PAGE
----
Excavators are powerful machines that come in many different sizes. With their variety of attachments and the choice between wheeled or tracked machines, excavators are being used for all types of construction work. While there’s a lot of information about the history, use and manufacturers of excavators out there, what exactly makes an excavator an excavator?
Whatever you choose to call them, there are three key sections to an excavator. Some call this the undercarriage, house and boom and others use terms like attachment, base frame and undercarriage or boom, upper structure and lower structure. Whatever words you use, it’s clear that there are three main sections to be aware of when talking about an excavator.
The undercarriage of an excavator encompasses the tracks, track frame, and hydraulic motor and gearing. Wheeled excavators would have wheels and an axle instead of a track and track frame but the basics stay the same. Any type of blade or dozer attachment would also be considered a part of the undercarriage.
Since the undercarriage literally supports the machine for all jobs it’s important to maintain and take proper care of it. Failure to do so can lead to breakdowns and other mechanical problems that can take the machine off rotation.
Cleaning and removing any debris from the undercarriage after each shift will help keep all the moving parts functioning properly. This is especially important in cooler climates because frozen debris can wear away at bolts, fasteners and other connections in the undercarriage. There are many moving parts in this part of an excavator and keeping everything moving clear of debris is important.
Undercarriages should also be a standard part of daily inspections. Track shoes, chains, bolts and tensions as well as rock guards and drive motors and sprockets should be checked every day. Following best practices for driving and operating will also help to maintain the undercarriage of an excavator. Take wide turns, minimize time on slopes, using the proper grouser, avoiding harsh terrain and minimizing excessive spinning will all help with the upkeep of an undercarriage.
The house is most recognized as the cab of the excavator. Some separate the cab as a completely separate part of an excavator and some group it together with the house. Although the operating cab is the more prominent feature, there are other parts to the house that are just as important. The house also features the base frame, counterweight, holds the fuel and engine as well as the hydraulic oil and other liquids needed to keep the machine operating smoothly.
Traditional counterweights used to be a long or “conventional” weights that hung off the backside of the machine. The weights provided additional strength and digging ability to the front attachment and boom. In 1993, Yanmar introduced the first-ever Zero Tail Swing counterweight. This invention revolutionized the use of excavators by shortening the space in which the machine could operate. Today, zero tail swing counterweights are considered a standard in the industry.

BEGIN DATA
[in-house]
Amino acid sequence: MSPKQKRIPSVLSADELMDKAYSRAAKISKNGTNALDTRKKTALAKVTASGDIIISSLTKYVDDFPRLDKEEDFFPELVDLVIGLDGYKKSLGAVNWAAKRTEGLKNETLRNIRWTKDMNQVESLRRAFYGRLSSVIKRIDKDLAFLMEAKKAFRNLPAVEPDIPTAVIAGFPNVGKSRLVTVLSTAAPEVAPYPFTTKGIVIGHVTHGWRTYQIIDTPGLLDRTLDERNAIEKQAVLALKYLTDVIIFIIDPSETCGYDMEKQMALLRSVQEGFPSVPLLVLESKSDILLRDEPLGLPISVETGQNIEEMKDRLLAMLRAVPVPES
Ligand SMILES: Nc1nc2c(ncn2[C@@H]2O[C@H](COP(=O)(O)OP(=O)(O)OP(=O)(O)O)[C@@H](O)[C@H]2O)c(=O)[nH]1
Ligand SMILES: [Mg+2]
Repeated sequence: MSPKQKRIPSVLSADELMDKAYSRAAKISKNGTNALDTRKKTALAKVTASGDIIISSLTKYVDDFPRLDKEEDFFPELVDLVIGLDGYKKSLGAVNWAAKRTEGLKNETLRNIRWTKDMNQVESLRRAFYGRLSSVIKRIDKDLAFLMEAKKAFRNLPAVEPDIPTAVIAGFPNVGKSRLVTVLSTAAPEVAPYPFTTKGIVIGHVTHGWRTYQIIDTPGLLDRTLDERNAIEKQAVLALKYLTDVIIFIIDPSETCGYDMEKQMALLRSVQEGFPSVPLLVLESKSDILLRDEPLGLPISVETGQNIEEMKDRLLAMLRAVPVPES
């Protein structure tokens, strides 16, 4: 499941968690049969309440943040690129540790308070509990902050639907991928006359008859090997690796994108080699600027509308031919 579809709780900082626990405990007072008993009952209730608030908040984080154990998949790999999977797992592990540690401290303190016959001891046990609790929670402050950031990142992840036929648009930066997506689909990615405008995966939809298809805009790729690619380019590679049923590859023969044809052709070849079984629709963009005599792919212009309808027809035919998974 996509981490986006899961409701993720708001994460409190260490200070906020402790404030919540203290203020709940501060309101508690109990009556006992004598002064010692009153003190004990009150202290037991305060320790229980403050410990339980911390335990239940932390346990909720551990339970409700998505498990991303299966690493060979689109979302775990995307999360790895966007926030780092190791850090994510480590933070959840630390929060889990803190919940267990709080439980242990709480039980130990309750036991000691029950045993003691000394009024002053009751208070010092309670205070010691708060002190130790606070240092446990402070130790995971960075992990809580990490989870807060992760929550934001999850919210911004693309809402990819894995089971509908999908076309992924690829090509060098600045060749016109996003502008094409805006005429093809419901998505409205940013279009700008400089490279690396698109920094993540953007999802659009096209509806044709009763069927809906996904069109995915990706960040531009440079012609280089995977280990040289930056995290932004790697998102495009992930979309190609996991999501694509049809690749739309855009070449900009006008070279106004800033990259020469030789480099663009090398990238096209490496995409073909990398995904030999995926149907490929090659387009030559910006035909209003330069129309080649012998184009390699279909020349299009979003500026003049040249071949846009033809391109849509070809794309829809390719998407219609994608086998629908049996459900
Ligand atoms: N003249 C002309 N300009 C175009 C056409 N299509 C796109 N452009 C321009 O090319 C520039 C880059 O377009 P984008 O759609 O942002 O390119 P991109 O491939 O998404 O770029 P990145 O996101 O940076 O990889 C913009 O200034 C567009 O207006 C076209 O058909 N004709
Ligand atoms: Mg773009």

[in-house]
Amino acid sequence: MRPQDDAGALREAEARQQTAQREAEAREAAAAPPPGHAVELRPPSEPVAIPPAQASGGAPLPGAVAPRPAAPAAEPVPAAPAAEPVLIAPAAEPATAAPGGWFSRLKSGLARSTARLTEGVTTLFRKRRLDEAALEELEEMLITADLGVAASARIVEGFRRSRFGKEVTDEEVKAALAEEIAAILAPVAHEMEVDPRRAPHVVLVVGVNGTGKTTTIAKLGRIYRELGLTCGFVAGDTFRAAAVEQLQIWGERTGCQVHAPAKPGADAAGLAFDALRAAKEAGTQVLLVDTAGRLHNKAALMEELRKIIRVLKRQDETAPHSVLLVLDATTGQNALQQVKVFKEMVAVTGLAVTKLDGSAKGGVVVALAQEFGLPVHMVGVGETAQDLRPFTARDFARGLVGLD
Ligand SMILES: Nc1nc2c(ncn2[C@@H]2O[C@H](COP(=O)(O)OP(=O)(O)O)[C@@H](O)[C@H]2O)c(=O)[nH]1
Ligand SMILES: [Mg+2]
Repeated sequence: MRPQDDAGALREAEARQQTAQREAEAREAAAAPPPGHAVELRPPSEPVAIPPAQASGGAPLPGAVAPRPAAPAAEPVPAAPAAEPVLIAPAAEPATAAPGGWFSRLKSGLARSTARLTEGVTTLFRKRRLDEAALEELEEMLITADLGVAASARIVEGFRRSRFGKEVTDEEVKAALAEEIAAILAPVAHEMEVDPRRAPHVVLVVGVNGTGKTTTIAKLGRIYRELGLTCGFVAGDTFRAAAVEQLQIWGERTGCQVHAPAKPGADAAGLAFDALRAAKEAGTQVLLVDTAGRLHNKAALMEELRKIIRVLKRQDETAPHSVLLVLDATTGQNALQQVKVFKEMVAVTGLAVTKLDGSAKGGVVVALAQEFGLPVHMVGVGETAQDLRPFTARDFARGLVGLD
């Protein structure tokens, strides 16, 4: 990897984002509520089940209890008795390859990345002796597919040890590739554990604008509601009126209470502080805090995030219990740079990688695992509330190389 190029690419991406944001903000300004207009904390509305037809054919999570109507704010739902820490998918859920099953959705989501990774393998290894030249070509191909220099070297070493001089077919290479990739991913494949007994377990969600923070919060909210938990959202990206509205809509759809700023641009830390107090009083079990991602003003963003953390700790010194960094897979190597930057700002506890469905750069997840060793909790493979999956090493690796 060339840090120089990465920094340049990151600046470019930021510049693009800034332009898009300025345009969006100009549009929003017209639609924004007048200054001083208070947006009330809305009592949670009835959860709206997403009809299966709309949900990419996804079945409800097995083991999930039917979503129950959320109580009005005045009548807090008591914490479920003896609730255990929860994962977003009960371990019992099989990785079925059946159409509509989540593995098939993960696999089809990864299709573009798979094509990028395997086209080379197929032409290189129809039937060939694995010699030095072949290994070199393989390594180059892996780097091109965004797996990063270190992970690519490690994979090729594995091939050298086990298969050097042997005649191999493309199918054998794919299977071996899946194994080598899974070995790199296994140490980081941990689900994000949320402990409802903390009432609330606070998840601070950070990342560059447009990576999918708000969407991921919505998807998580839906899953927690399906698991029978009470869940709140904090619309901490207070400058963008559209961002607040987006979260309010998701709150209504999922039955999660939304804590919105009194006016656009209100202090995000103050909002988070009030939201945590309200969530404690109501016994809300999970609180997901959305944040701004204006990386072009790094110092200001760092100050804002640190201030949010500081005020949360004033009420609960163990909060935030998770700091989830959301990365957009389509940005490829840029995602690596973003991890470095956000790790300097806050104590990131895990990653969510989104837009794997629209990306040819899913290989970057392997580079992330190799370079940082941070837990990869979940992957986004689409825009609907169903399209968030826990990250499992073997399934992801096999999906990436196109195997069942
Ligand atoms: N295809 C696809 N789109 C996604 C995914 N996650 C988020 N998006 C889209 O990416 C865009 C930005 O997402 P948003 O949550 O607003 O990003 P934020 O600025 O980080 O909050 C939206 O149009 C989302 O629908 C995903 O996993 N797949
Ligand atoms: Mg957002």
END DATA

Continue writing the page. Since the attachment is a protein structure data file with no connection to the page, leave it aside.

The 360° capabilities of an excavator are achieved by the house sitting on a swivel pin. Hydraulic power and gears give the machine the ability to swivel in all directions. The zero tail swing invention by Yanmar allowed operators to take full advantage of this design. The full circle rotation capabilities of the excavator are part of what makes it such a powerful machine.
Whether you look at the boom or arm as one part and attachments as another, they both rely on each other and are connected. This is why the arm of the excavator is often seen as the third part of the machine and they are not separated. In general, the arm is made up of a boom, a stick and the attachment.
There are a few different types of booms that can be found on excavators. The most common is the mono boom – the arm bends in one direction only. There are knuckle booms or hinge booms that allow for alternative rotation and movement. These different boom types allow operators to dig exactly what they need to dig no matter what type of environment they are working in.
There are so many different types of attachments for excavators that it’s almost impossible to name them all. Bucket attachments alone have varieties such as ditch buckets, heavy-duty buckets, cleaning buckets, tilt buckets, rock buckets and grading buckets.
The best way to choose an excavator attachment is to know exactly what type of project you’re working on and what the best tool is for the job. The good thing about there being so many different types of attachments is that there will be the perfect attachment for your job.
Knowing the different parts and makeup of a machine can help you identify issues that may come up on the job. It’s also a valuable part of recognizing how the machine comes together to do its job. The undercarriage holds the machine together while the house supports the operator and arm as the attachment does its job. Each of these three key sections of the excavator has a part to play but come together to give the industry one powerful machine.